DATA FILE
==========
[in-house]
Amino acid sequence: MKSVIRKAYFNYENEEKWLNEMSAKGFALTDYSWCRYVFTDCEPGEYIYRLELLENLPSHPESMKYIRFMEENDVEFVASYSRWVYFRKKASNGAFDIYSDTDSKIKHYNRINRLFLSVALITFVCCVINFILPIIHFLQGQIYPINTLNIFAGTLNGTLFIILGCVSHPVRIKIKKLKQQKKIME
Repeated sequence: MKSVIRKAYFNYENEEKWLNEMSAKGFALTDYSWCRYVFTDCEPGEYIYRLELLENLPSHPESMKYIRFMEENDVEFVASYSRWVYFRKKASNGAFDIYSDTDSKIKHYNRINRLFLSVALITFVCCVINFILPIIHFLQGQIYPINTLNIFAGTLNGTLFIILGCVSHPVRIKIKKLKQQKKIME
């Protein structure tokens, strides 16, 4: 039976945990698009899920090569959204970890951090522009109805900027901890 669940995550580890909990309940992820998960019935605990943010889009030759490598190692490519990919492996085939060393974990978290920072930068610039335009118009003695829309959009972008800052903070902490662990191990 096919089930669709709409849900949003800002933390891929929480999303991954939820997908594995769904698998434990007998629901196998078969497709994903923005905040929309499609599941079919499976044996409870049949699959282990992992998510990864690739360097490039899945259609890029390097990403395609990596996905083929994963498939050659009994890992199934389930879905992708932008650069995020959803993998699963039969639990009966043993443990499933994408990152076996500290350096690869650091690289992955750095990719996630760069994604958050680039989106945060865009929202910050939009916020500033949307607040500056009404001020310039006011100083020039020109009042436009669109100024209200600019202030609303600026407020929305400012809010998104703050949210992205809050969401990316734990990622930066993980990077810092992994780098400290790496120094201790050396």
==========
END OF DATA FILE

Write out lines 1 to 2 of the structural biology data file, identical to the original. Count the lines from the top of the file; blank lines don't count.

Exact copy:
[in-house]
Amino acid sequence: MKSVIRKAYFNYENEEKWLNEMSAKGFALTDYSWCRYVFTDCEPGEYIYRLELLENLPSHPESMKYIRFMEENDVEFVASYSRWVYFRKKASNGAFDIYSDTDSKIKHYNRINRLFLSVALITFVCCVINFILPIIHFLQGQIYPINTLNIFAGTLNGTLFIILGCVSHPVRIKIKKLKQQKKIME